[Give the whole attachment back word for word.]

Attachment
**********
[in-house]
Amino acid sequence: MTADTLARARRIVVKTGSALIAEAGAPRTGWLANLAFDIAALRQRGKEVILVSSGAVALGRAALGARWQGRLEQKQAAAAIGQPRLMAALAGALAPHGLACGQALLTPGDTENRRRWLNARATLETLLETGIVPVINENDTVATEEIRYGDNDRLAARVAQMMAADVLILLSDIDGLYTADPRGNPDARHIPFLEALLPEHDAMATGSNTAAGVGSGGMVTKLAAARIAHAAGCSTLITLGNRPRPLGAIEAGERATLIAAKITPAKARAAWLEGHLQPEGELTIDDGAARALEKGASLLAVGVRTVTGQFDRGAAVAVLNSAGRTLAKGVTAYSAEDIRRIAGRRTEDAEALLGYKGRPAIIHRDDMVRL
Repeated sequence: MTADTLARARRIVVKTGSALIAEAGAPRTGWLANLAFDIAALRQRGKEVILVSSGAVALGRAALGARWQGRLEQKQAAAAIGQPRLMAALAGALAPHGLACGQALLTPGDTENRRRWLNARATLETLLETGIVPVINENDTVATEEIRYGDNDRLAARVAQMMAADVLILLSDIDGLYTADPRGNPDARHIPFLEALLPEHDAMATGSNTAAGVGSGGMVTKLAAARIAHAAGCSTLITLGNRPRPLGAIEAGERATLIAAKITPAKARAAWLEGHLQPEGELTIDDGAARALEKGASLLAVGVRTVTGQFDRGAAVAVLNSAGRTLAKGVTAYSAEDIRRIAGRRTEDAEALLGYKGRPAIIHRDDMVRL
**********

[in-house]
Amino acid sequence: MTADTLARARRIVVKTGSALIAEAGAPRTGWLANLAFDIAALRQRGKEVILVSSGAVALGRAALGARWQGRLEQKQAAAAIGQPRLMAALAGALAPHGLACGQALLTPGDTENRRRWLNARATLETLLETGIVPVINENDTVATEEIRYGDNDRLAARVAQMMAADVLILLSDIDGLYTADPRGNPDARHIPFLEALLPEHDAMATGSNTAAGVGSGGMVTKLAAARIAHAAGCSTLITLGNRPRPLGAIEAGERATLIAAKITPAKARAAWLEGHLQPEGELTIDDGAARALEKGASLLAVGVRTVTGQFDRGAAVAVLNSAGRTLAKGVTAYSAEDIRRIAGRRTEDAEALLGYKGRPAIIHRDDMVRL
Repeated sequence: MTADTLARARRIVVKTGSALIAEAGAPRTGWLANLAFDIAALRQRGKEVILVSSGAVALGRAALGARWQGRLEQKQAAAAIGQPRLMAALAGALAPHGLACGQALLTPGDTENRRRWLNARATLETLLETGIVPVINENDTVATEEIRYGDNDRLAARVAQMMAADVLILLSDIDGLYTADPRGNPDARHIPFLEALLPEHDAMATGSNTAAGVGSGGMVTKLAAARIAHAAGCSTLITLGNRPRPLGAIEAGERATLIAAKITPAKARAAWLEGHLQPEGELTIDDGAARALEKGASLLAVGVRTVTGQFDRGAAVAVLNSAGRTLAKGVTAYSAEDIRRIAGRRTEDAEALLGYKGRPAIIHRDDMVRL